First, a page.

Right now the limitations are often not with the devices themselves, but within the ecosystem that organisations are working with: Apple has provided a service called ‘Continuity’ where you can create part of an email or SMS on one device and complete it on another using something called ‘hand off’, providing services across devices within the context of what the user has available to them.
Samsung has a similar solution called Samsung Flow in an effort to link its devices together more seamlessly. But so far they are only within the one ecosystem.
‘This is a starting point,’ says Burke, ‘but what we envision is that we will have a broader set of devices that spans multiple vendor ecosystems, actively working together to provide the content that people require within the context of what’s available to them and where they are and what they are doing at the time. It’s a different way of thinking about how to deliver services as opposed to how to deliver apps, and combining those devices to deliver those services effectively.’
As the number of devices grows, the challenge will be for vendors and ecosystem managers to work together in closer cooperation to complete the picture of device interaction.
‘The major hurdle,’ says Burke, ‘is thinking about how we are designing solutions and services that are going to leverage the full capabilities of all the devices people have around them. And that’s not the way we are delivering those capabilities today.’
Our robot friends
Gartner analysts predict that in the next five to ten years, enterprises will begin to look at leveraging services that span multiple apps across multiple devices. Beyond 2020, we enter a post-app world where flexible apps are able to operate dynamically across devices.
A crucial element in this will be the ‘virtual private assistants’ and other AI technologies that will act as our guides to help us navigate this new world.
Gartner says that by 2020 nearly half of our mobile interactions will be done through virtual personal assistants, like Apple’s Siri, Microsoft’s Cortana and Alphabet’s Google Now. By 2020, say experts, Microsoft’s strategy will be centred around Cortana rather than Windows, as the burgeoning AI evolves into the cross-platform face of Microsoft.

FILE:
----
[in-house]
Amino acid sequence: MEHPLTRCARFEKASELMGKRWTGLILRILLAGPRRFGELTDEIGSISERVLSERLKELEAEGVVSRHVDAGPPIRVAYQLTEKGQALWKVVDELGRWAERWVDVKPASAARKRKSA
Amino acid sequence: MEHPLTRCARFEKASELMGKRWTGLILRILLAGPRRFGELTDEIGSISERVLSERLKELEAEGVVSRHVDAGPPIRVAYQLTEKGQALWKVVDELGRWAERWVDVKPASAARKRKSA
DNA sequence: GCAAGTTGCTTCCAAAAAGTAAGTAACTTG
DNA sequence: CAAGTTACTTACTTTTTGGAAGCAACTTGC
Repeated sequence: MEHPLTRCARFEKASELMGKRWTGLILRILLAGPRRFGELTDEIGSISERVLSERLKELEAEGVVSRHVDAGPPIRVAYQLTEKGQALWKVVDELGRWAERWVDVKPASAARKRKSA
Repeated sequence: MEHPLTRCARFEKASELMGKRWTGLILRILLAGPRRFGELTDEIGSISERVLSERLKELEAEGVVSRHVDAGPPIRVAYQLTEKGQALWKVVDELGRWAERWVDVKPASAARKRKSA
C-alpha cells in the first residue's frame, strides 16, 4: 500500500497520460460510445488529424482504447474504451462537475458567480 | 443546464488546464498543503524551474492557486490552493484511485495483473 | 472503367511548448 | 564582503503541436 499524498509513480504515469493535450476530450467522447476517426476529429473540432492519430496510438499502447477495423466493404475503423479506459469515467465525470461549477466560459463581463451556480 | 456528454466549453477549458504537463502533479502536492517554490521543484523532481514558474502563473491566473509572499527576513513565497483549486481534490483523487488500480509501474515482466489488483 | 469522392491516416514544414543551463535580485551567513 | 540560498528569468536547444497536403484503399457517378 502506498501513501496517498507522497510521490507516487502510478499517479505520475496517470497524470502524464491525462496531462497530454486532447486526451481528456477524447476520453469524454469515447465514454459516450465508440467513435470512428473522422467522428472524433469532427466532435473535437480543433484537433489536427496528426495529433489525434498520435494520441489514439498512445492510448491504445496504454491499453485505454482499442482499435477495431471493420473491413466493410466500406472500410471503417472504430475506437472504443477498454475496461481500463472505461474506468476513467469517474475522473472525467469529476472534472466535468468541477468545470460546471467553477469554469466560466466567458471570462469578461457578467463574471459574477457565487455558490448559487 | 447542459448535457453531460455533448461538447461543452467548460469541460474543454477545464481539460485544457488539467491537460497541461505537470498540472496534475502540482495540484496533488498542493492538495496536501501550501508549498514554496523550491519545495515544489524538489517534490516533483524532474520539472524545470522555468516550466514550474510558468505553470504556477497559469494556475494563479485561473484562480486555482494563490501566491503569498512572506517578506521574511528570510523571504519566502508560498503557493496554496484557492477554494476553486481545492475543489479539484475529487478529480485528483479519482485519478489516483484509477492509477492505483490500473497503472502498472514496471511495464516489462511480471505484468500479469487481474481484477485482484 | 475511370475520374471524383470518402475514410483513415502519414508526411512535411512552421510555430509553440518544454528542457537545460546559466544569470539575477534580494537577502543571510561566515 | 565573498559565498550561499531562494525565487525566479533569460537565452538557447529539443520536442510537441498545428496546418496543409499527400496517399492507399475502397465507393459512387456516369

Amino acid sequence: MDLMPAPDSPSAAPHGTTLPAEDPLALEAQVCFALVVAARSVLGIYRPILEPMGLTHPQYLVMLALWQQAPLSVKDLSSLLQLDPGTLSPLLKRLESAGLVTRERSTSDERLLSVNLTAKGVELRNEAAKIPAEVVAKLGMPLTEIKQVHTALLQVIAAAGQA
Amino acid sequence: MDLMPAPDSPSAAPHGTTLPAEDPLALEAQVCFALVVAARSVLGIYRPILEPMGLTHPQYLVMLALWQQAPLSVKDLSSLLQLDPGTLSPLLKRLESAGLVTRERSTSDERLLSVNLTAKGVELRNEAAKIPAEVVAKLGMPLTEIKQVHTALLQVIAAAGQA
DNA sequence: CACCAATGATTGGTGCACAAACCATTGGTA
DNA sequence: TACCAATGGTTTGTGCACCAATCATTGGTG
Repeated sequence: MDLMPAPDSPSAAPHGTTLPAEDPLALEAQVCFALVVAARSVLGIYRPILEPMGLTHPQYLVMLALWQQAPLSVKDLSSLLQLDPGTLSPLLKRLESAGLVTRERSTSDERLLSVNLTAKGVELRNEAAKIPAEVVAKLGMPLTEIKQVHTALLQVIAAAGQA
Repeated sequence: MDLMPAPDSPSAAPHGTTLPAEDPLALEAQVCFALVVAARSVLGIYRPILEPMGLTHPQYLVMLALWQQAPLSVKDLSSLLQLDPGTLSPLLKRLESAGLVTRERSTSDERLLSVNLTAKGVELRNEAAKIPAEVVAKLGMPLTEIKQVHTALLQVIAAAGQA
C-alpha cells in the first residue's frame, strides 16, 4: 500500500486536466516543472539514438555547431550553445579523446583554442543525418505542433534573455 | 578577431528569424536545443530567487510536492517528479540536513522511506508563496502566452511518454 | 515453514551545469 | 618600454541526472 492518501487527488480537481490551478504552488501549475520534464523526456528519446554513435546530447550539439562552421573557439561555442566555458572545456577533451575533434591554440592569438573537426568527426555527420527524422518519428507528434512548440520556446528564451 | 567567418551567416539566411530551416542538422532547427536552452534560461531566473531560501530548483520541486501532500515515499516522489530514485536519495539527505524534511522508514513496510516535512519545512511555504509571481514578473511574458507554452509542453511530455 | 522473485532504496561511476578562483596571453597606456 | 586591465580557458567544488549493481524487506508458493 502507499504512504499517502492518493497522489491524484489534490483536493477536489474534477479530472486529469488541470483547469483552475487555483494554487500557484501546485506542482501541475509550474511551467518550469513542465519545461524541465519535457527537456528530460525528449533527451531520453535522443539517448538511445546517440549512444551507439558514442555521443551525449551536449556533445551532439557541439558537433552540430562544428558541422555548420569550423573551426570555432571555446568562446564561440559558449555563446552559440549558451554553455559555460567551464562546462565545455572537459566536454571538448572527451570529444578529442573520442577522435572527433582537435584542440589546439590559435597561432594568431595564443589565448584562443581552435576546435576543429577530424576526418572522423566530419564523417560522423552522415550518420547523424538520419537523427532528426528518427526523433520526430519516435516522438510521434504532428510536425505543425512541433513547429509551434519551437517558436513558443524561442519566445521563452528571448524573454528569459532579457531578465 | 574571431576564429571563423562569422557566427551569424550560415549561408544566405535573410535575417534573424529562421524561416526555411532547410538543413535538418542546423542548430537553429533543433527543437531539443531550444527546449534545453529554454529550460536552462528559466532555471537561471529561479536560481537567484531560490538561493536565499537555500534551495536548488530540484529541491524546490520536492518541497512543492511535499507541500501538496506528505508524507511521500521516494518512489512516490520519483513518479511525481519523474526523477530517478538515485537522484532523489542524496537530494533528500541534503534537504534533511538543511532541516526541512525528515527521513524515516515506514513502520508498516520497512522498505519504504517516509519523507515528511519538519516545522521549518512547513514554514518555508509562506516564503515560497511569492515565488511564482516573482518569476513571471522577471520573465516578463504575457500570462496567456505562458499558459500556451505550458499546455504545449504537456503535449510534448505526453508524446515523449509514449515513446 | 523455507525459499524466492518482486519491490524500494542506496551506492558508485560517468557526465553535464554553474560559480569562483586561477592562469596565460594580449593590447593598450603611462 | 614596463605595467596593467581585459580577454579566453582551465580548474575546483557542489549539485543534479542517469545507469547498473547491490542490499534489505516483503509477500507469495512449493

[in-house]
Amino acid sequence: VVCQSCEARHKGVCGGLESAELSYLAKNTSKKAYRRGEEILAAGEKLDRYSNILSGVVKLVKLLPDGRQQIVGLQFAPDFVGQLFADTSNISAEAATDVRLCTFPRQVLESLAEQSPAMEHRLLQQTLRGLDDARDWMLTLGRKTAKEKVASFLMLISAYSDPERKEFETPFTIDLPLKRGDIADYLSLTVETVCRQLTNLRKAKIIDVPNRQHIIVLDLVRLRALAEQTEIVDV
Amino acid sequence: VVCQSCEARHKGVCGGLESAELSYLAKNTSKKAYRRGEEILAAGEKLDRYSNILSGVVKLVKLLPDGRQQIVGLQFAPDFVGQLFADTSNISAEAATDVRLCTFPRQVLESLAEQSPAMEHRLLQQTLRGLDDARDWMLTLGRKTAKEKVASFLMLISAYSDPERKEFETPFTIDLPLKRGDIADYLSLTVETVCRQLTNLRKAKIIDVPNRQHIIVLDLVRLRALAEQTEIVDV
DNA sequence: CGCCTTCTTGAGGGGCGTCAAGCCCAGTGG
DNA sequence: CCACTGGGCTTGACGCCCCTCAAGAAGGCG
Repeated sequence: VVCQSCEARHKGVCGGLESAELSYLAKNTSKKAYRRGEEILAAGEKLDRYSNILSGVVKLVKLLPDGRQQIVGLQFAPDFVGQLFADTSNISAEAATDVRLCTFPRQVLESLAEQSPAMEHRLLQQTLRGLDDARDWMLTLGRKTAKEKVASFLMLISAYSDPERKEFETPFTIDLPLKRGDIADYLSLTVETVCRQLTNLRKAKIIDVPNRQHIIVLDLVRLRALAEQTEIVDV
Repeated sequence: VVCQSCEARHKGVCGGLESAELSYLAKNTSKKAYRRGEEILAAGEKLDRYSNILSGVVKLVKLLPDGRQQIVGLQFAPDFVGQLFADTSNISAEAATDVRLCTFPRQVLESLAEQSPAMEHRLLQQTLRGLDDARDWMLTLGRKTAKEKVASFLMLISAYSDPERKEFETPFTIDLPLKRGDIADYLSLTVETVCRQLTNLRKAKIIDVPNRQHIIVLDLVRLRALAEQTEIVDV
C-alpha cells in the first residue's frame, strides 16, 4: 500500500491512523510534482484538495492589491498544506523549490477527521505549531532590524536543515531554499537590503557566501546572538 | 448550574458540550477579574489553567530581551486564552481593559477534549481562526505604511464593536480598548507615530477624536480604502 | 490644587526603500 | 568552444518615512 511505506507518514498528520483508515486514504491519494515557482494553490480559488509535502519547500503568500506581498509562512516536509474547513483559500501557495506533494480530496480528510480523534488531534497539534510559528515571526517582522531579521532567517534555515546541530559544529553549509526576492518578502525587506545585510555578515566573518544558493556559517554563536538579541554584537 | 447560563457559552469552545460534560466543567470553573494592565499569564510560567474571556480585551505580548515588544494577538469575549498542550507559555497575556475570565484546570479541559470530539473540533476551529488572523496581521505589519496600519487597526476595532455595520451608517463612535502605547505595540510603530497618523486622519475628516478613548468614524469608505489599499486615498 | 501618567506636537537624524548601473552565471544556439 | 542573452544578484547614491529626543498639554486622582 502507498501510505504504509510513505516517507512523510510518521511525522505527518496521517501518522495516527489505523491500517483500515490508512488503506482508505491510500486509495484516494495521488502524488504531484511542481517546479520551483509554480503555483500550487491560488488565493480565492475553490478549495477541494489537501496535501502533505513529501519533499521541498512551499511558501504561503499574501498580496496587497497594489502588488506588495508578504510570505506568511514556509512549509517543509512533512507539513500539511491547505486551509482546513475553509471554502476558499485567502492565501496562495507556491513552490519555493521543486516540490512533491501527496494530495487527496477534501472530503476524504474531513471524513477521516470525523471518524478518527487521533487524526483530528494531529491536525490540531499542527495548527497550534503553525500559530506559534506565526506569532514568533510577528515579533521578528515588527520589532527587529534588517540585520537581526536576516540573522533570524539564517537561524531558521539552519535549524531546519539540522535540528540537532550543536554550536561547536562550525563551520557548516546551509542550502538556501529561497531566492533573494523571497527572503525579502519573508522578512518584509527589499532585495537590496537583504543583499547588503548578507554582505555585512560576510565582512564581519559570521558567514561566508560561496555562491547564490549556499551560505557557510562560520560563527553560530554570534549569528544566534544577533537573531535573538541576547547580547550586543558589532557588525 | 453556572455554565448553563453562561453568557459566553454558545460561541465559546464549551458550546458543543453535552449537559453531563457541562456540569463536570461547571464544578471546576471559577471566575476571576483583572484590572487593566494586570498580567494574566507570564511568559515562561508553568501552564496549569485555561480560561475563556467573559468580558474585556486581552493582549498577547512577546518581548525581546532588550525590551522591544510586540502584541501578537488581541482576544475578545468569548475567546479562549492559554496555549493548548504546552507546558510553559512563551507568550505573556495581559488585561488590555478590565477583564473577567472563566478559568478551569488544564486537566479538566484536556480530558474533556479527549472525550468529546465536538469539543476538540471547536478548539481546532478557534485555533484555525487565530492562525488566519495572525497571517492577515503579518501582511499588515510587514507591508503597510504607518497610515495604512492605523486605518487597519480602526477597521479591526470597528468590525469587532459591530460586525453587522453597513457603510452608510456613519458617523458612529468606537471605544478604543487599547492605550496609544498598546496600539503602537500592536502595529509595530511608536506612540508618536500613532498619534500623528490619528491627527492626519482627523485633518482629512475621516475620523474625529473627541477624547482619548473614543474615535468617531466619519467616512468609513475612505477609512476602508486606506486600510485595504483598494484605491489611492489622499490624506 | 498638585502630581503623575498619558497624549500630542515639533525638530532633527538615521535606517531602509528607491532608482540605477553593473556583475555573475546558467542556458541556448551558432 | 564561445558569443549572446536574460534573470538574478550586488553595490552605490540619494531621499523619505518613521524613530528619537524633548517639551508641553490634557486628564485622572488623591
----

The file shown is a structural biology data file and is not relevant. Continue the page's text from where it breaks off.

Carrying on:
It will redefine productivity by understanding the user, proactively helping them and managing integrated apps across devices.
‘AI will have a huge role,’ says Burke. ‘A bit into the future, as assistants like Siri, Cortana and Google Now get smarter, they will actually provide a primary interface between user and apps, managing the apps in the back-end in a seamless way.’ Ultimately, these personal assistants will need to exist in the cloud, able to interact with the user independent of the device or app they are using.
One possible future scenario would be a virtual assistant that schedules a plane ticket for its user after checking the trip schedule in their calendar, along with previous information from their emails and financial information regarding previous bookings.
‘It would already know my preferences from previous flights – that I like an aisle seat, that I collect points, and so on – and it will find the appropriate airline and propose the best flight for me,’ says Burke.
Reaching its full potential, device mesh would offer one point of contact across all devices, allowing a single strand of working and communications. Internally within organisations, IT departments will be able to offer an equal, uniform service to all their employees, regardless of their device.
The merging of personal and professional, physical and virtual will always be tumultuous issues, but it will offer huge opportunities for forward-thinking enterprises.
Ultimately, argues Burke, the ubiquity of these services will render the problems around BYOD completely irrelevant. Organisations will be moving towards more consumer-oriented services, working with vendors to provide that ‘ambient user experience’ for employees.
‘The question now around if we are going to allow employees to use their own devices and even their own apps – we frankly need to get over it,’ says Burke. ‘In five years’ time, the answer will be absolutely yes.
‘We need to start figuring out how to make that happen – moving towards leveraging and enabling employees to use those devices that they have available to them, to leverage those personal devices with corporate services that work fluidly across app and device.’